June 2007
Volume 7, Issue 9
Free
Vision Sciences Society Annual Meeting Abstract  |   June 2007
Contrast gain changes affect the perceived duration of visual stimuli
Author Affiliations
  • Aurelio Bruno
    Department of Psychology, University College London, 26 Bedford Way, London WC1E 6BT, UK
  • Alan Johnston
    Department of Psychology, University College London, 26 Bedford Way, London WC1E 6BT, UK
Journal of Vision June 2007, Vol.7, 376. doi:10.1167/7.9.376
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      Aurelio Bruno, Alan Johnston; Contrast gain changes affect the perceived duration of visual stimuli. Journal of Vision 2007;7(9):376. doi: 10.1167/7.9.376.

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      © ARVO (1962-2015); The Authors (2016-present)

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Abstract

Increasing stimulus contrast can shorten the temporal impulse response in the M cells of the macaque monkey, but not in P cells (Kaplan & Benardete, 2001, Prog Brain Res, 134:17–34). The shortening of the temporal impulse response function has been proposed as a possible cause of perceived duration distortions (Johnston, Arnold & Nishida, 2006, Current Biology, 16(5):472–9). We investigated the influence of luminance contrast context on the apparent duration of a visual stimulus. Subjects were presented with two test intervals (one of them with different durations across trials) containing a drifting grating of 50% contrast embedded in a variable contrast sequence of oscillating motion and they indicated which one contained the longer stimulus. In the first condition, in the initial and the final intervals the grating contrast was set to 90%, while in the intervening interval it was set to 10%. In a second condition, the first and last interval contrast was 10%, while the intervening one was 90%. The orientation of the gratings in the test intervals was orthogonal to those in the background intervals and we varied the temporal frequency of the stimuli in a range between 2 and 20 Hz. We found that the duration judgments obtained in the two conditions differ only when the stimuli oscillated at high-temporal frequencies. When the test interval was preceded by a high-contrast interval, we observed a shrinkage of its perceived duration, while when the preceding interval contrast was low, the test appeared to last longer. We also showed that the differences in the onset-offset perception of the stimuli in the two conditions cannot account for the observed effects. The specificity of this contrast effect on time perception to high-temporal frequencies and the greater sensitivity of magno cells to contrast adaptation suggest that the underlying mechanisms are in the magnocellular pathway.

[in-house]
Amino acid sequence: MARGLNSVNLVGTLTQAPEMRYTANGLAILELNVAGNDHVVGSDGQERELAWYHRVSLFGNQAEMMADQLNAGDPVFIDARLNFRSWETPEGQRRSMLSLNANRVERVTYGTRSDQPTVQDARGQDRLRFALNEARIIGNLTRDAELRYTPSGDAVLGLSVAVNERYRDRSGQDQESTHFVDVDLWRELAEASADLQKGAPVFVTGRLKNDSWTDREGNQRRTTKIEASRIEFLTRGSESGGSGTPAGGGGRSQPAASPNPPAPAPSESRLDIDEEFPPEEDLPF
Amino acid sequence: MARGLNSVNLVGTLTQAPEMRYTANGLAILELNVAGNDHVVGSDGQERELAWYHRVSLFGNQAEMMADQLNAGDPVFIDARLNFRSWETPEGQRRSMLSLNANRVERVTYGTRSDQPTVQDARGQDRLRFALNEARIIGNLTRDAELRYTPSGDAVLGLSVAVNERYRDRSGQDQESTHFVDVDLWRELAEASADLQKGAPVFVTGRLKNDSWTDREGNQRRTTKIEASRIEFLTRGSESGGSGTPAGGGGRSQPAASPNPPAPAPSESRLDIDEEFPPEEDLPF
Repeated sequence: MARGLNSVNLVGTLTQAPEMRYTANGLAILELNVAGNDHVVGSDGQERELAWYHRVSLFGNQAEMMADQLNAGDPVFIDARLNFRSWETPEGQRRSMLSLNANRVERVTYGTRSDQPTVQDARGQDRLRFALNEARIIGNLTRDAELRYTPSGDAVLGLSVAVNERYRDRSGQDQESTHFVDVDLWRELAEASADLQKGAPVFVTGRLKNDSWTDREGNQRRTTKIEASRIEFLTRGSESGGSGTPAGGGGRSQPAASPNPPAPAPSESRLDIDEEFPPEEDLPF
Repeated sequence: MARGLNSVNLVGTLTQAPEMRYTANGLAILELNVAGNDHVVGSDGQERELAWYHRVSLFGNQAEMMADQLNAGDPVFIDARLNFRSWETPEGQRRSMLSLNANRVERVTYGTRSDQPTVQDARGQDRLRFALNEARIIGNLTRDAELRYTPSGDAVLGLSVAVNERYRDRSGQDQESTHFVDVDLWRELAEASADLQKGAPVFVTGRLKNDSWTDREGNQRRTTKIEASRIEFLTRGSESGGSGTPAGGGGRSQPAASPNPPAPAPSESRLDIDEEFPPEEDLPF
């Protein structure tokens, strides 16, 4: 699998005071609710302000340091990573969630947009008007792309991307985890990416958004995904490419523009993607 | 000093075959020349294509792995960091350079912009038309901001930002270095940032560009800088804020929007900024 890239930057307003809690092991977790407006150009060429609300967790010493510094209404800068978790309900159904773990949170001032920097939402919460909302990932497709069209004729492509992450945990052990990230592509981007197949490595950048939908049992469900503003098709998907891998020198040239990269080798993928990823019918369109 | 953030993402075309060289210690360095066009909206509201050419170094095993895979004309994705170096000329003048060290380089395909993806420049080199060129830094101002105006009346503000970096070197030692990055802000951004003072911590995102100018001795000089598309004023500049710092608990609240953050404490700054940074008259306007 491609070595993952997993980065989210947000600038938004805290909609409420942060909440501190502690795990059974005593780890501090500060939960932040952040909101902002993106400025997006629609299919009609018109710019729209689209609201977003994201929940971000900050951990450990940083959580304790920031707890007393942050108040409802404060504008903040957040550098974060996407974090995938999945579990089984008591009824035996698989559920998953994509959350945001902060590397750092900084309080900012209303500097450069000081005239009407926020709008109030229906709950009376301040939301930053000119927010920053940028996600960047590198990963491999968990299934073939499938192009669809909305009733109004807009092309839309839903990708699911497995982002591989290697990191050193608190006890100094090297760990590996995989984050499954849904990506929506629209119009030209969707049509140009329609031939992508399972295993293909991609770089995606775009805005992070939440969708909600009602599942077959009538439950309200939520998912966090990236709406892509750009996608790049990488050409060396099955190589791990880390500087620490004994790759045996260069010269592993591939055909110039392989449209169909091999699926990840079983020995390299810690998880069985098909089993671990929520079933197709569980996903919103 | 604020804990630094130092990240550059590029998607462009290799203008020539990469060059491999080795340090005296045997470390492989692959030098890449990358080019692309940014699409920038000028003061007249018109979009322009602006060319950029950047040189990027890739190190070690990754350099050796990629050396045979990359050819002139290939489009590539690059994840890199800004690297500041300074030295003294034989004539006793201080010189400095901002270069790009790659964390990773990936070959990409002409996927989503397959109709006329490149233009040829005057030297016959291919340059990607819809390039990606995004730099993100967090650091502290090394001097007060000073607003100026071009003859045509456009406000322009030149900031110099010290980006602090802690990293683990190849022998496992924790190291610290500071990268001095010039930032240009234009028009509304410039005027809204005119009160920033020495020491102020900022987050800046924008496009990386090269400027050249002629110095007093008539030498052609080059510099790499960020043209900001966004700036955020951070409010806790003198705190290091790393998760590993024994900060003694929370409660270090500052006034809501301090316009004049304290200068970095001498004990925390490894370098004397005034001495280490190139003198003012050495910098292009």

Bruno, A. Johnston, A. (2007). Contrast gain changes affect the perceived duration of visual stimuli [Abstract]. Journal of Vision, 7(9):376, 376a, http://journalofvision.org/7/9/376/, doi:10.1167/7.9.376. [CrossRef]
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